Australian news, and some related international items

Coalition’s push to deregulate environmental approvals will lead to extinction crisis

Scientists fear Coalition’s push to deregulate environmental approvals will lead to extinction crisis
Scott Morrison’s announcement in wake of bushfires is ‘distressing’ and puts threatened species at risk, ecologists say,
Guardian,   Lisa Cox, Tue 16 Jun 2020  Scientists have expressed dismay and frustration at Scott Morrison’s latest push to deregulate the environmental approval process for major developments, noting it comes just months after an unprecedented bushfire crisis and during a review of national conservation laws.In a speech on Monday, the prime minister said he wanted to slash approval times for major projects by moving to a streamlined “single touch” system for state and federal environmental assessments.

Morrison said the change would be informed by the review of Australia’s environment laws, the Environment Protection and Biodiversity Conservation (EPBC) Act, which is under way. But his speech did not mention the environment or the act’s objectives to protect threatened species and ecosystems. ……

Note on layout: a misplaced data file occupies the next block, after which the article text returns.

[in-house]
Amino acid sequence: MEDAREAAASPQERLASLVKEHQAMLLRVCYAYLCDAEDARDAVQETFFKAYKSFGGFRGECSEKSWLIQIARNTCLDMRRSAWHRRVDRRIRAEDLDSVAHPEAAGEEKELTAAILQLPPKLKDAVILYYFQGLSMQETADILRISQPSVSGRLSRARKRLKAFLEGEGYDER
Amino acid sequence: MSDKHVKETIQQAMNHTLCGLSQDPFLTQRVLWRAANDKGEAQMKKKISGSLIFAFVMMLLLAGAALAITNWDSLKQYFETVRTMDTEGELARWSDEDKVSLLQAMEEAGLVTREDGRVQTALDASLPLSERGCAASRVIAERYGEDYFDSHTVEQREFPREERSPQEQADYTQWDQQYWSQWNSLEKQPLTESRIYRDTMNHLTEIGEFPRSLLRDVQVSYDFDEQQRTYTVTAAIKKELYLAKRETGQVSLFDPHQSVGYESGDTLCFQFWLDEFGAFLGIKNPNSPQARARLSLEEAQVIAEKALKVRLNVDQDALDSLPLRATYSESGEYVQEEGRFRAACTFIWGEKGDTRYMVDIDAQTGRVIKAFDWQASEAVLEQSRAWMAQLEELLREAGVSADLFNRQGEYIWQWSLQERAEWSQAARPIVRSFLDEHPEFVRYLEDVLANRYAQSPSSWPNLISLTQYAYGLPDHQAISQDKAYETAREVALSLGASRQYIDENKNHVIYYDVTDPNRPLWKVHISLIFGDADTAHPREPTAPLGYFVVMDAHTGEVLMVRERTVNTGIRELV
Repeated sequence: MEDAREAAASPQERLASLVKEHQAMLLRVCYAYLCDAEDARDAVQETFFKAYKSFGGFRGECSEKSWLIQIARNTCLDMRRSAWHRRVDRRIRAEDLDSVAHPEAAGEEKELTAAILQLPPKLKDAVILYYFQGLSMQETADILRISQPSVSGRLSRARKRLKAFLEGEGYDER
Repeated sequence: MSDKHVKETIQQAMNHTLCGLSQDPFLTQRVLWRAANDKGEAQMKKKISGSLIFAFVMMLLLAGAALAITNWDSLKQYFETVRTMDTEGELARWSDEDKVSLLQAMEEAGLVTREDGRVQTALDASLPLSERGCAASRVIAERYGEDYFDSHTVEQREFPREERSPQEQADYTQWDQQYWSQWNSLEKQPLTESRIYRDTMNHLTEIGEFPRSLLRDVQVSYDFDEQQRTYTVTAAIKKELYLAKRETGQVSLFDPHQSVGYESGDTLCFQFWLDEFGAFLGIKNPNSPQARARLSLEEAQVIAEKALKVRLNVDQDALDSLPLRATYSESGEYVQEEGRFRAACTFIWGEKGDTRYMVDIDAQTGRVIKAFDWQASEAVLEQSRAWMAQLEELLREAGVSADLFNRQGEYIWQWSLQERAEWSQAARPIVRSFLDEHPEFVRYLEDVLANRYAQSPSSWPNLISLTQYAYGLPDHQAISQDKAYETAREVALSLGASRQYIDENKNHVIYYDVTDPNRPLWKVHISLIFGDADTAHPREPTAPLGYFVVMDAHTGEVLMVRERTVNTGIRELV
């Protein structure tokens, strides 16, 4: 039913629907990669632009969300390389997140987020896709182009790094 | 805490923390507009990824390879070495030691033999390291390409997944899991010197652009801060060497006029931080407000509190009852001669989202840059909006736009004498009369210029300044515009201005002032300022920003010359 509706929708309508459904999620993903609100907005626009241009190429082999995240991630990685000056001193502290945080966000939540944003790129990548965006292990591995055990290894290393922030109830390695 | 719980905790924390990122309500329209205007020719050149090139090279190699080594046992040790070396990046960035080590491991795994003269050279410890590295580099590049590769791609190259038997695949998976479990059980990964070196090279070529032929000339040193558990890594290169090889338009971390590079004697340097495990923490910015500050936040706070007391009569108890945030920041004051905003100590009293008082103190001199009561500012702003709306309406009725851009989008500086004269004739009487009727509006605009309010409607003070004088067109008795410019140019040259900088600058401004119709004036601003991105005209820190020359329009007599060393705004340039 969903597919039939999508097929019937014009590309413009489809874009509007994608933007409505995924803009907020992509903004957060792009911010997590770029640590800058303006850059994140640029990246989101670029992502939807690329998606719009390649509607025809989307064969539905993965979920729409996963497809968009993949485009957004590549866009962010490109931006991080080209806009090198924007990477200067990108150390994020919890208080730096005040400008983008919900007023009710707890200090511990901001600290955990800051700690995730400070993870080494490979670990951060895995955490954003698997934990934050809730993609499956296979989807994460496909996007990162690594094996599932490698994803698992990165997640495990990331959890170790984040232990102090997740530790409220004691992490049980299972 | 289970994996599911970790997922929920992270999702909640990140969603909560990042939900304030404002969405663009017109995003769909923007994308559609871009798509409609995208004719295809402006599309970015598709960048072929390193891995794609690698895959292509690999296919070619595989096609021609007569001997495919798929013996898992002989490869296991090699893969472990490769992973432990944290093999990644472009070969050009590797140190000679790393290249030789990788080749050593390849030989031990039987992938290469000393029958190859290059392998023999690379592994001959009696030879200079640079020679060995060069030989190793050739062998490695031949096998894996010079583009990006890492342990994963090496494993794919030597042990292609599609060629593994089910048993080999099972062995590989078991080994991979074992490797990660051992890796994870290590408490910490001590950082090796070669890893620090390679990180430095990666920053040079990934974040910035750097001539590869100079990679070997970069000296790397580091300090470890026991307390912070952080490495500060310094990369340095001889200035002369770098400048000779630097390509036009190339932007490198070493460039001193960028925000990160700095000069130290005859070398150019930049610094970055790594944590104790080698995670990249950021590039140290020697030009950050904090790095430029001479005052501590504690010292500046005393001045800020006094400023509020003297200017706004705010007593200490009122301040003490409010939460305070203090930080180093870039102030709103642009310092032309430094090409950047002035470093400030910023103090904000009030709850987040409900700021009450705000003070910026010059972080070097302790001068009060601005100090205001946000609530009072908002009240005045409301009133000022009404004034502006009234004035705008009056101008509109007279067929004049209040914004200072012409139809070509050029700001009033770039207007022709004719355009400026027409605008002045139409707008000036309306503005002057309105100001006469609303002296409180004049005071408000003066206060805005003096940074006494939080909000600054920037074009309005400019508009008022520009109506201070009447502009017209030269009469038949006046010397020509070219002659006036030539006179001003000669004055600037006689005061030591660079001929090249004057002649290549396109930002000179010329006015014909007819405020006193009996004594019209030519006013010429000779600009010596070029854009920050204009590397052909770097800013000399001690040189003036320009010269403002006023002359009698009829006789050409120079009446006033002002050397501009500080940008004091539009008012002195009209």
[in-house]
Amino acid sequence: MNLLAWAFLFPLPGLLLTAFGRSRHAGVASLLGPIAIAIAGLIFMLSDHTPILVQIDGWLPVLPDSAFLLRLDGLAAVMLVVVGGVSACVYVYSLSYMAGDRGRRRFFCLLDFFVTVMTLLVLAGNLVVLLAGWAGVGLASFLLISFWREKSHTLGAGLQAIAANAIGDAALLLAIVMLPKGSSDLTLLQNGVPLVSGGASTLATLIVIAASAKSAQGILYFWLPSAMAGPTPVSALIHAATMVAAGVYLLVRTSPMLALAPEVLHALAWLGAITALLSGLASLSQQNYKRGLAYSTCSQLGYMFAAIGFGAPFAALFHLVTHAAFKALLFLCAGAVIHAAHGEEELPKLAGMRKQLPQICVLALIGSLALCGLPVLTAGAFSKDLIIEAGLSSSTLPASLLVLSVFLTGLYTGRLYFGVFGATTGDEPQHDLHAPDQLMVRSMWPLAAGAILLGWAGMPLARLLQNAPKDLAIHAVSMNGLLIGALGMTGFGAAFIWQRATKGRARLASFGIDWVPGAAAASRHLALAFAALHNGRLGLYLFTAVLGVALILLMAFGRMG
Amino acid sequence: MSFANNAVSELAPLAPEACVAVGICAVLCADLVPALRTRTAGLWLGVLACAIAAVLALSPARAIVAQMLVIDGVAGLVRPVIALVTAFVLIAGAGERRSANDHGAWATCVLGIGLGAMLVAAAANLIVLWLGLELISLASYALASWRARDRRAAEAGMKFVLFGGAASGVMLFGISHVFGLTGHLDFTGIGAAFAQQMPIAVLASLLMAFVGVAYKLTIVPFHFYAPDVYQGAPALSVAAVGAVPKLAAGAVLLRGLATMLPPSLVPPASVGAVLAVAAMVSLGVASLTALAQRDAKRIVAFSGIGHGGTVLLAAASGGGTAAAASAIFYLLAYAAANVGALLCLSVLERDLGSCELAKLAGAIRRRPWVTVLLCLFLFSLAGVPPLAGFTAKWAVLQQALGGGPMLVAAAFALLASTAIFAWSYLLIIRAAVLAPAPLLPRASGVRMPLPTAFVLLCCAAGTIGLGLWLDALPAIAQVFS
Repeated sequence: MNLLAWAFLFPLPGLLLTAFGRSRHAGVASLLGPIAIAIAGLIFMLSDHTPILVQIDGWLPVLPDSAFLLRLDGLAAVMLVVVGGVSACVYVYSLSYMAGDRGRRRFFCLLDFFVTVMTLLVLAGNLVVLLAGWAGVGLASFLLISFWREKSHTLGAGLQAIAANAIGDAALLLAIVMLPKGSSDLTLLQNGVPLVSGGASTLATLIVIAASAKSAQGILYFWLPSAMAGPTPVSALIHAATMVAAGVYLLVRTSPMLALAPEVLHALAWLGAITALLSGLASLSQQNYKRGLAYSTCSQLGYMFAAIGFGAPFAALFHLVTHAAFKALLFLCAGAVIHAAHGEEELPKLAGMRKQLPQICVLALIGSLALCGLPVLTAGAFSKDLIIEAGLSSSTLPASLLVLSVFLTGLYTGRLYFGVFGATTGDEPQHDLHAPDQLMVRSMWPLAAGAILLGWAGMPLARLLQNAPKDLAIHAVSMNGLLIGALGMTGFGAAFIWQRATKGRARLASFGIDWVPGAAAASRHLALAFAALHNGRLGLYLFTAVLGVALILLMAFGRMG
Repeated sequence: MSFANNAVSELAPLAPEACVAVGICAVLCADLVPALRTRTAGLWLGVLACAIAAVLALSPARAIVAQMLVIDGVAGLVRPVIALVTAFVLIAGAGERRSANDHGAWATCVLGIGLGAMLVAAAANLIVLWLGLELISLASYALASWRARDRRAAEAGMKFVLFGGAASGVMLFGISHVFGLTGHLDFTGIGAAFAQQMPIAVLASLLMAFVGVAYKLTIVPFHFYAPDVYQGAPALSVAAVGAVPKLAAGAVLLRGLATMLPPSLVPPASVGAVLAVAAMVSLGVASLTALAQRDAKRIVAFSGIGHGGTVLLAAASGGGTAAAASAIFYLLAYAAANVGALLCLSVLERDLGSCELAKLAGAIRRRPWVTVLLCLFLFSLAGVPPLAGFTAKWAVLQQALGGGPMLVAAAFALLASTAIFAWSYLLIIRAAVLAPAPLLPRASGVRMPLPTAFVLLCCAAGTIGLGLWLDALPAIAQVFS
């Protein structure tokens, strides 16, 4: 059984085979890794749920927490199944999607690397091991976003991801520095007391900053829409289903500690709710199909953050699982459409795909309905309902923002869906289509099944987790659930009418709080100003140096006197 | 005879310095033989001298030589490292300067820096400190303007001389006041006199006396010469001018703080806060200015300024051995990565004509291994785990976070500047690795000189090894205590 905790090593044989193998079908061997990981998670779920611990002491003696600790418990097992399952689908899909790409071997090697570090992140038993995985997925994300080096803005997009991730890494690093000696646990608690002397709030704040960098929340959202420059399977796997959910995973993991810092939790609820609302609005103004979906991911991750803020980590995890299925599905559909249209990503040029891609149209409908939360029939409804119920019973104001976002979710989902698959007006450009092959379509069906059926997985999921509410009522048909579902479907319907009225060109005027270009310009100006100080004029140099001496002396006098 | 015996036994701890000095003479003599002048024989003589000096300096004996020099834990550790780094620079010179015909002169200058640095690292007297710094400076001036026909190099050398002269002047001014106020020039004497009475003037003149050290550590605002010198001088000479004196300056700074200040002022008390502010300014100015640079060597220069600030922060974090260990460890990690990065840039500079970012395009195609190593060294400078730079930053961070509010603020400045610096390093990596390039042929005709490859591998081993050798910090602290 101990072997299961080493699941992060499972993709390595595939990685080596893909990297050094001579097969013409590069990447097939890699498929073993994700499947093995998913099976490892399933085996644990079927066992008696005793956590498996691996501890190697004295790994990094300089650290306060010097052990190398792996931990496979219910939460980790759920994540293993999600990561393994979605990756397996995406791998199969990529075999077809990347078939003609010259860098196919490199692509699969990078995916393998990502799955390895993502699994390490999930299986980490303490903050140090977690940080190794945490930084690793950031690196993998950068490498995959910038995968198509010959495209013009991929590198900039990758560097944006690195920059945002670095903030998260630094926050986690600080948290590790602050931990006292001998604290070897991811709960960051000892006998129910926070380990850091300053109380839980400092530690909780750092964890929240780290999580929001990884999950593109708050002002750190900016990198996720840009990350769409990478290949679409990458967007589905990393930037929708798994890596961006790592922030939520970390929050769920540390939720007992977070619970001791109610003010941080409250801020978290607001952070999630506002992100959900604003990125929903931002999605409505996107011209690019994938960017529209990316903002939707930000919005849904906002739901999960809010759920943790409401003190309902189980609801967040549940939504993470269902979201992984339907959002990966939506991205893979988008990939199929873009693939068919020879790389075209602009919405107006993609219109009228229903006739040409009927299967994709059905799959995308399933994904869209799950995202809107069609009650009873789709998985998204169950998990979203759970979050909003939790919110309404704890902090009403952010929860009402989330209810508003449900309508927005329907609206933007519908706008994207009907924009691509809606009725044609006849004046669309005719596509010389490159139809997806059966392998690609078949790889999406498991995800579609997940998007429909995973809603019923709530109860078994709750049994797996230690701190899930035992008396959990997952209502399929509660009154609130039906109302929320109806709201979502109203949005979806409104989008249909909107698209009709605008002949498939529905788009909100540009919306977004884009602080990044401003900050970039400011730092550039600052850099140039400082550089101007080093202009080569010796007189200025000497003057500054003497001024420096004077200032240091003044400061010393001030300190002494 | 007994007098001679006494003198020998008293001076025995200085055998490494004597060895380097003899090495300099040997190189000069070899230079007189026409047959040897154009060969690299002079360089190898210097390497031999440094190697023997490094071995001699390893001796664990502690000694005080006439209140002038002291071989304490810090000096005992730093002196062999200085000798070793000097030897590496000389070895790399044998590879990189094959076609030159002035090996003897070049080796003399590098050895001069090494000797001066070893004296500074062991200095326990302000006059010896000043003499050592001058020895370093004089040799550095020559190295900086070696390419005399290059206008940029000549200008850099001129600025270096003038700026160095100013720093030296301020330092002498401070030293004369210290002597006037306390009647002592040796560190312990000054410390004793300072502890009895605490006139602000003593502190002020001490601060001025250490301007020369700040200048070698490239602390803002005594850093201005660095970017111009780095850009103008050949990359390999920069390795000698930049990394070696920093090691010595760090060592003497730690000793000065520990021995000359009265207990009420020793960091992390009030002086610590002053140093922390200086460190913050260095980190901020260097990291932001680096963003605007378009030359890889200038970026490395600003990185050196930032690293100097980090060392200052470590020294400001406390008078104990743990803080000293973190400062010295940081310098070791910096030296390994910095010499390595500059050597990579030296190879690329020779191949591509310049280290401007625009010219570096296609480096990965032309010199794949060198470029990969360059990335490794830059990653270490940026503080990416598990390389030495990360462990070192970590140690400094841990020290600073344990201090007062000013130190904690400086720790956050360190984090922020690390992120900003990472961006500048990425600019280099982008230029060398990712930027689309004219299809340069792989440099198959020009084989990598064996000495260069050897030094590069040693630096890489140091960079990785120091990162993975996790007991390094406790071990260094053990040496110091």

Scientists and environmentalists argue the act is failing to prevent an extinction crisisJust 22 of 6,500 projects referred for approval have been knocked back in the act’s 20-year history.

Australia has the world’s highest rate of mammalian extinction. Reporting by Guardian Australia has found the government has failed to implement or track measures for species known to be at risk, stopped listing major threats to species, and not registered a single piece of critical habitat for 15 years.

The listing of species and ecosystems as threatened has been delayed by successive ministers, funding has been directed to projects that did not benefit threatened species and hundreds of plants and animals have been identified as requiring urgent attention after the summer bushfire disaster.

The government has framed its commentary about the review around a desire to speed up approval times for projects as the country moves out of the economic shutdown caused by the Covid-19 pandemic. …..

Megan Evans, an environmental policy researcher at the University of New South Wales in Canberra, said one of the reasons approvals could be slow was because the capacity of the public service had been cut. …… we have highly ambiguous wording [in the act] which provides maximum discretion to the minister that reduces certainty and puts all power in the hands of the minister of the day. You can’t on one hand complain about the lack of certainty but then on the other shy away from measures that would actually provide greater certainty.”

The climate scientist, Bill Hare, said Australia’s approach to its natural environment was damaging not only for the country’s ecosystems, but its democracy……..

June 16, 2020 - Posted by | AUSTRALIA - NATIONAL, environment, politics

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